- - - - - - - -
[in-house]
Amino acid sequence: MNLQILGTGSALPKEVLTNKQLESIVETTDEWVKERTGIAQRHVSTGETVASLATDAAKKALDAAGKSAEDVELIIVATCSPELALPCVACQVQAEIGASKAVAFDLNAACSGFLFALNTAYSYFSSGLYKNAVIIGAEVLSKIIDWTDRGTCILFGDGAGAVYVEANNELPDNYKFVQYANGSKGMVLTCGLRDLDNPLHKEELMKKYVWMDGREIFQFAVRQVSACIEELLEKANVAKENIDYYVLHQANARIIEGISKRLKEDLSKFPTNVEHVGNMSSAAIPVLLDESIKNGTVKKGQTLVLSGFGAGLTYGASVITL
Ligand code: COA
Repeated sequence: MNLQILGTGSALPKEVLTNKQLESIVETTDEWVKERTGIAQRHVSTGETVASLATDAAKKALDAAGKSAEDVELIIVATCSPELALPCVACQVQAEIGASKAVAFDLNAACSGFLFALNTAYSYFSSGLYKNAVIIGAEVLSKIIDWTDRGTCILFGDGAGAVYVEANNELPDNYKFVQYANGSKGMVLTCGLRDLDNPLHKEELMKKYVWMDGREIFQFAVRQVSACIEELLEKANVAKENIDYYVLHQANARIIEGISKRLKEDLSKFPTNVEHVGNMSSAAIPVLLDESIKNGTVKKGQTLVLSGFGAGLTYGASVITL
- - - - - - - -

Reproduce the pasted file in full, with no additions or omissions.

[in-house]
Amino acid sequence: MNLQILGTGSALPKEVLTNKQLESIVETTDEWVKERTGIAQRHVSTGETVASLATDAAKKALDAAGKSAEDVELIIVATCSPELALPCVACQVQAEIGASKAVAFDLNAACSGFLFALNTAYSYFSSGLYKNAVIIGAEVLSKIIDWTDRGTCILFGDGAGAVYVEANNELPDNYKFVQYANGSKGMVLTCGLRDLDNPLHKEELMKKYVWMDGREIFQFAVRQVSACIEELLEKANVAKENIDYYVLHQANARIIEGISKRLKEDLSKFPTNVEHVGNMSSAAIPVLLDESIKNGTVKKGQTLVLSGFGAGLTYGASVITL
Ligand code: COA
Repeated sequence: MNLQILGTGSALPKEVLTNKQLESIVETTDEWVKERTGIAQRHVSTGETVASLATDAAKKALDAAGKSAEDVELIIVATCSPELALPCVACQVQAEIGASKAVAFDLNAACSGFLFALNTAYSYFSSGLYKNAVIIGAEVLSKIIDWTDRGTCILFGDGAGAVYVEANNELPDNYKFVQYANGSKGMVLTCGLRDLDNPLHKEELMKKYVWMDGREIFQFAVRQVSACIEELLEKANVAKENIDYYVLHQANARIIEGISKRLKEDLSKFPTNVEHVGNMSSAAIPVLLDESIKNGTVKKGQTLVLSGFGAGLTYGASVITL